The neglected headstones of local Civil War veterans have been reset and cleaned by a group of Boy Scouts helping one of their members earn his Eagle Scout designation.
Roncalli High School sophomore Andrew York has known for years that he wanted to achieve the top rank in scouting. Each Eagle Scout candidate is responsible for putting together a service project that reflects their interests and that serves the good of the community.
After learning that the Civil War section at Greenwood Cemetery was desperate for upkeep, York thought it might be a good project.
“It turned out to be a really good idea,” York said.
The project taught him a lot and made him feel as though he’s helping ensure that the legacy of the soldiers continues for future generations, York said.
“I’d say hard work definitely pays off, especially with this project,” he said. “When we finished it, we thought it was better than we thought it was going to be.”
He led a group of more than 50 people, including members of Boy Scout troop No. 245 to take care of the veterans’ headstones. York also enlisted the help of a history expert who restores old cemeteries, who helped guide them in the stone restoration. Greenwood firefighters also helped, volunteering their ladder truck to help paint a flag pole.
Some of the 27 graves date back to the age of the cemetery, which opened in 1884, when families of the soldiers had their loved ones re-interned at Greenwood Cemetery. While some of the soldiers buried there were killed in the Civil War, others were veterans who died in the later part of the 19th or early 20th century.
Many of the old sandstone headstones were sunk low into the ground. Each needed to be properly washed and re-set with pea gravel and sand underneath. The group used a chemical called Biowash to clean the headstones of built up moss and organic matter. With the chemical treatment, the stones are re-washed every time it rains.
York also led his group through the process of creating a stone wall around the area to preserve the perimeter and also added a bronze plaque to commemorate the veterans and their service.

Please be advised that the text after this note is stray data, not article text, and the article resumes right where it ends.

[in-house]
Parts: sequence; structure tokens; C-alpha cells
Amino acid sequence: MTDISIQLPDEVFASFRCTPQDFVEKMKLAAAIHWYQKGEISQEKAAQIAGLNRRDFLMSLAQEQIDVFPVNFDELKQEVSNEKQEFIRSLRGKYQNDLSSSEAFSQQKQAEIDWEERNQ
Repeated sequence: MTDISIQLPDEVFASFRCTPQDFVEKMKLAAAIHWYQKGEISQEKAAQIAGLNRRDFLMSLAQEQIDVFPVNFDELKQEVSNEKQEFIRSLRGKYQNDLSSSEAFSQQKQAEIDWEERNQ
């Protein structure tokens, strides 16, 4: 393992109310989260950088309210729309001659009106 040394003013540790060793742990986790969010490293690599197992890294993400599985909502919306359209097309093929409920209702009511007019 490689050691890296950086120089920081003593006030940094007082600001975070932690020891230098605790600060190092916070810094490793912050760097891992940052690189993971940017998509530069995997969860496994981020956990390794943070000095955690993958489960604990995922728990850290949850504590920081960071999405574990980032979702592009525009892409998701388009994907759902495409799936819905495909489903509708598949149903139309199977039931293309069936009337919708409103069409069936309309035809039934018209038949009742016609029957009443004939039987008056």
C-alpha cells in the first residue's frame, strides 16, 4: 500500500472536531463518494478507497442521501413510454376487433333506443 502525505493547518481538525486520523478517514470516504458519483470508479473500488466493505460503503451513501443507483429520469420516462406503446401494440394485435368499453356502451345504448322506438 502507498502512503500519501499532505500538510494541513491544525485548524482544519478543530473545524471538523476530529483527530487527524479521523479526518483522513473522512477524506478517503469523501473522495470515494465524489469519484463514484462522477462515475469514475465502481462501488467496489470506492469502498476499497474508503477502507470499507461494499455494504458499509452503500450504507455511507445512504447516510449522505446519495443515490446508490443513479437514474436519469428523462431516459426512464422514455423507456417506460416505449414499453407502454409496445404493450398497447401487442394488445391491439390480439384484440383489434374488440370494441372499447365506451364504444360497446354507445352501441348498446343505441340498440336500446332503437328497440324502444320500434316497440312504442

The project took a few weekends to complete.
“When it was finished, I felt great. It looks a heck of a lot better than it did when we found it,” York said. “Every time I’ve been over there, it keeps looking better and better. Some of those stones hadn’t been touched in a long time.”
To purchase materials, York raised about $1,500, which included donations from cemetery board members, family and friends.
John Armes, superintendent of Greenwood Cemetery, said the cemetery staff doesn’t normally have the tools and materials necessary to maintain the upkeep of the graves.
“It was a great help,” he said. “They did all that work in that area (of the cemetery). They definitely did a good job.”
York will finish the project requirements later this summer, Scout Master Gary Cavanaugh said. Cavanaugh said the project was a great one for York because it tapped into York’s love of history.
York will put together a binder that contains a full report of the project, including the cost, materials, names of volunteers who helped him, the hours everyone spent working and a detailed account of what he learned.
A panel of scout masters will review the information and talk to York about his leadership experience before they let him know whether he’s officially moved into the rank.
York has participated in scouting since he was in first grade and knew he wanted to be an Eagle Scout someday. He said he appreciates all the friends he’s made over the years, as well as the mentoring from the adults in scouting, he said.
York’s service project is a good example of how scouting helps young men mature through service and hard work, Cavanaugh said.
“The diversity in scouting allows boys to choose their own paths and plug into their own interests,” he said.
The Eagle Scout advisers can offer scouts guidance on their projects, but they won’t tell them exactly how to do it.
Its up to the scouts to determine how the project is executed.
“They learn a tremendous amount — and they learn by doing,” he said.